• authoritative. 3 Characters. Reseved for a designated registration authority.
  • registered. 5 characters. For users that have created an account at the numbering server.
  • unregistered. 7 Characters. For users that use the registration authority, but havent’ created an daccount.
  • self. 9 Characters. A random number assigned locally.

The 3, 5 and 7 digit numbers are assigned by a central authority, so the number space is dense. ( 5 Base-62 digits is approximately 1 billion numbers. ) The 9 digit numbers are self assigned and are chosen randomly.

All bundles have a revision, and the bundle’s revision number is used for all of the Bundle’s objects. However, the revision is optional in many cases, such as when referencing an object with respect to a specific bundle, or when only one version of a bundle is installed in a database.

Because of these variations, object numbers can have a variety of lengths. Bundle numbers, for instance, can have lengths generated by : 1 + ( 3 | 5 | 7 | 9) + ( 0 | 3) = 4, 6, 7, 8, 9, 10, 11 or 13 characters. The base set of lengths, (3, 5, 7, 9) were chosen to ensure that all of the permutations of lengths are unique, allowing the type of number to be determined from the length without knowing beforehand whether the number has a version or not.

5.5. Object Names

Names are human-readable strings that are composed of individual components, called Dimensions. The dimensions are stored seperately in the bundle’s configuration. The names for these dimensions are:

  • source. The Domain name of the origin of the datafile
  • dataset. A name for the dataset
  • subset. A name for a sub-component of the dataset
  • bspace. A name for the geographic region that encompases the data. ( The name differentiates if from the _space_ component of partitions )
  • btime. An ISO designator for the time interval of the dataset. ( The name differentiates if from the _time_ component of partitions )
  • variation. A name for a variant of an earlier dataset. The value ‘orig’ means that the bundle is the first import of the data from the source.
  • version. A semantic version number

The _btime_ component should be formated according to ISO8601, with one variation. For instance:

  • “2005”. All data is for the year 2005.
  • “200610”. All data is for the month of October, 2006.
  • “200601P3M”. The first quarter of 2006.
  • “P5YE2010”. The 5 year period ending in 2010. ( The ‘E’ is a non-standard substitution for ‘/’)

Some examples of names include:

  • cccco.edu-wageoutcomes-summary
  • census.gov-2010_population-geo-orig-0.1.6
  • census.gov-2010_population-geo-orig-geofile-50

5.6. Fully Qualified Names and Identities

Names and Numbers are occasionally seen combined in an fqname, a Fully Qualified name. These are simply a versioned name and the object number of a dataset, combined with a ‘~’ character:

cccco.edu-wageoutcomes-0.0.1~d02l001

An Identity is a code object that combines all of the individual components of the name and number, for bundles and partitions, and permits them to be manipulated.

5.7. Bundling a Bundle

Building a new bundle can be very simple, but bundle development nearly always invovles multiple steps that are organized around the major development phases. There are a set of steps that are only executed once, when the bundle is being constructed ( The meta phase ) and steps that are executed whenever the bundle build process is being run.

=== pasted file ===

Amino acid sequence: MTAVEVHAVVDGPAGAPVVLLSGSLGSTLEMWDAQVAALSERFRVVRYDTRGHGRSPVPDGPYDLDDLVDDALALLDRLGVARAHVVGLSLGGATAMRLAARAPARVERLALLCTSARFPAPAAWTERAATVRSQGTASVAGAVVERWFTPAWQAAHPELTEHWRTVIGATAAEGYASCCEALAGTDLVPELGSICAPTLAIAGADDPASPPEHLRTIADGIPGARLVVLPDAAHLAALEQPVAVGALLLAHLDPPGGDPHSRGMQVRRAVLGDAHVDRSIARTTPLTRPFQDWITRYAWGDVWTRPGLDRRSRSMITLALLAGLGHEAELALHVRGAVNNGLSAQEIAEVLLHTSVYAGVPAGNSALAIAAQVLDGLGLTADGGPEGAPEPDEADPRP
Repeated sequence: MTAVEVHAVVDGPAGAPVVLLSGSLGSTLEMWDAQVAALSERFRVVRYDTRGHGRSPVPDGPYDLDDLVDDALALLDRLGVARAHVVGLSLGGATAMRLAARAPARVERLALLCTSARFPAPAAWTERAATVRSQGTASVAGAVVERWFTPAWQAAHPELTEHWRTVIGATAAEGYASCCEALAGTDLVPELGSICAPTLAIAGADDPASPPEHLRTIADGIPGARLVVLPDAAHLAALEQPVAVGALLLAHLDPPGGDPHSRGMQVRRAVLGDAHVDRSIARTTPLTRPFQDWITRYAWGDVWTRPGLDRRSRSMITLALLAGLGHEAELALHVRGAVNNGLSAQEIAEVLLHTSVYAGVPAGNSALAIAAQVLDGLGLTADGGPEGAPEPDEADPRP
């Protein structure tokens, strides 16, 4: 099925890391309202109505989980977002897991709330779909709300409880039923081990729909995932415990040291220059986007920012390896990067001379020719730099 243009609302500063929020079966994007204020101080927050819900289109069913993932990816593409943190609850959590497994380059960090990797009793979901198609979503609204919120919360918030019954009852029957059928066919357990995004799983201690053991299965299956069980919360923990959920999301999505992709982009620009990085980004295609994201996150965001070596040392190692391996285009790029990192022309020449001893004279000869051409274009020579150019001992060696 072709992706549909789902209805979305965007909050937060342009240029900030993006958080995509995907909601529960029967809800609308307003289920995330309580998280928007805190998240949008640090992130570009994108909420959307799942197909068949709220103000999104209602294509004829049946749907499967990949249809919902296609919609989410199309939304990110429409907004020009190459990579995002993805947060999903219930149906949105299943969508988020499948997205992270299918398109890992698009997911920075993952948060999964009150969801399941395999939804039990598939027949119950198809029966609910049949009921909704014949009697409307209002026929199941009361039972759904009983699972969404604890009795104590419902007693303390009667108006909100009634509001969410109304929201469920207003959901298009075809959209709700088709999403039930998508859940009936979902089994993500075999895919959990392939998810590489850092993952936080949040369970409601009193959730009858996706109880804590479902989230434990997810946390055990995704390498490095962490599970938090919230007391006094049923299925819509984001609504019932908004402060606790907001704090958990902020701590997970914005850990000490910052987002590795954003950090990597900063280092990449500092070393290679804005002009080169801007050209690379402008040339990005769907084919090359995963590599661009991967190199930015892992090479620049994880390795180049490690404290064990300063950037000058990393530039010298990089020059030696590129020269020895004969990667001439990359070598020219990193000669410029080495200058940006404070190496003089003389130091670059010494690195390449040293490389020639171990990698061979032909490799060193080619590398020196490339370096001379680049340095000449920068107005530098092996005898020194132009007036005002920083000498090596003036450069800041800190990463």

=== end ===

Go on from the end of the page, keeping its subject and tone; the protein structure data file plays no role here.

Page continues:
The meta phase involves:

  • Create a new bundle in the library
  • Setup and ingest sources
  • Create source and destination Schemas

The build phase has one cannonical step, running the build, but in practice, it involved debugging the configuration and maching changes to improve the quality of the bundle.

After the bundle is built, you can use it, or check it into a library for other people to use.

Most of the effort is in the meta phase; if the bundle is constructed properly, the build phase runs without intervention.

5.8. How Bundles Build

To understand how to construct a bundle, you should first understand how the build process works.

The goal of the build process is to construct a partition file, a file that hold a portion of the data in the dataset. Each partition is created from upstream source data, which is defined in the sources.csv file. The sources are usually downloadable files, but also can be python code or SQL queries.

So, at the top level, data flows from the upstream source to a partition.

However, the mapping is not direct; one upstream source can feed into multiple partitions, and multiple sources can feed into a single partition. The build runs through each upstream source, selects all or just some of the rows in the source, and puts them into a partition segment file. Then, at the end of the process, the segment files are coalesced into a partition.

For example, if you have these sources:

  • source1
  • source2

And the selection process splits them into even and odd rows, the middle stage of the process would result in these partition segments:

  • partition-even-source1
  • partition-odd-source2
  • partition-even-source1
  • partition-odd-source2

Then, after the segments are coalesced:

  • partition-even
  • partition-odd

The source files all have a schema, metadata that describes the column names and their data types. Since most source files are CSV or fixed with, the type information must be inferred, so the source schem can take some effort to construct. However, it is vital to do so, because the column names in the source files must match with column names in the destination schemas in the partitions.